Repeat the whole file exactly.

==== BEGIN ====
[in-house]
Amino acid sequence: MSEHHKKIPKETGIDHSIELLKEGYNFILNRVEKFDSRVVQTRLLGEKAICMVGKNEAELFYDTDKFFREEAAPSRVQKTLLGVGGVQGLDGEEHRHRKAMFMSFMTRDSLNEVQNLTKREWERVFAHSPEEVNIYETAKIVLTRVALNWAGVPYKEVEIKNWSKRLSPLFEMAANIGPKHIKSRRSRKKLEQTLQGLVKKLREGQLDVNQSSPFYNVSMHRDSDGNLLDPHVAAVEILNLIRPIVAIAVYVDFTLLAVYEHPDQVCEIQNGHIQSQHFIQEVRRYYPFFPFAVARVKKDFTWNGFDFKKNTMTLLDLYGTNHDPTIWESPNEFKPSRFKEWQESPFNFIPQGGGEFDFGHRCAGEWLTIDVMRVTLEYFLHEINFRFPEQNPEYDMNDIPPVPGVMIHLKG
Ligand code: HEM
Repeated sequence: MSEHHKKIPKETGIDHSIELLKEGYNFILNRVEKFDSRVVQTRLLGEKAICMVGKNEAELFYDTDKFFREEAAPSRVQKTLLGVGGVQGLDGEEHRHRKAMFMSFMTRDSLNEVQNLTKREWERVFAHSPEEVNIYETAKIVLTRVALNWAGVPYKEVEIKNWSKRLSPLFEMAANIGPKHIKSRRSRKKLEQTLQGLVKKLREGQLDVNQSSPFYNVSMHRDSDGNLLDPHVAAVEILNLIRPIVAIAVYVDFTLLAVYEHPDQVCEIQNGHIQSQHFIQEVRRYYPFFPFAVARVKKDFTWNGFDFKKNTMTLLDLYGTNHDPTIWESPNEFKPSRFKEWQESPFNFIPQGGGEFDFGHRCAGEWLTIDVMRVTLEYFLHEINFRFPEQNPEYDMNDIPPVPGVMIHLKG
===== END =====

[in-house]
Amino acid sequence: MSEHHKKIPKETGIDHSIELLKEGYNFILNRVEKFDSRVVQTRLLGEKAICMVGKNEAELFYDTDKFFREEAAPSRVQKTLLGVGGVQGLDGEEHRHRKAMFMSFMTRDSLNEVQNLTKREWERVFAHSPEEVNIYETAKIVLTRVALNWAGVPYKEVEIKNWSKRLSPLFEMAANIGPKHIKSRRSRKKLEQTLQGLVKKLREGQLDVNQSSPFYNVSMHRDSDGNLLDPHVAAVEILNLIRPIVAIAVYVDFTLLAVYEHPDQVCEIQNGHIQSQHFIQEVRRYYPFFPFAVARVKKDFTWNGFDFKKNTMTLLDLYGTNHDPTIWESPNEFKPSRFKEWQESPFNFIPQGGGEFDFGHRCAGEWLTIDVMRVTLEYFLHEINFRFPEQNPEYDMNDIPPVPGVMIHLKG
Ligand code: HEM
Repeated sequence: MSEHHKKIPKETGIDHSIELLKEGYNFILNRVEKFDSRVVQTRLLGEKAICMVGKNEAELFYDTDKFFREEAAPSRVQKTLLGVGGVQGLDGEEHRHRKAMFMSFMTRDSLNEVQNLTKREWERVFAHSPEEVNIYETAKIVLTRVALNWAGVPYKEVEIKNWSKRLSPLFEMAANIGPKHIKSRRSRKKLEQTLQGLVKKLREGQLDVNQSSPFYNVSMHRDSDGNLLDPHVAAVEILNLIRPIVAIAVYVDFTLLAVYEHPDQVCEIQNGHIQSQHFIQEVRRYYPFFPFAVARVKKDFTWNGFDFKKNTMTLLDLYGTNHDPTIWESPNEFKPSRFKEWQESPFNFIPQGGGEFDFGHRCAGEWLTIDVMRVTLEYFLHEINFRFPEQNPEYDMNDIPPVPGVMIHLKG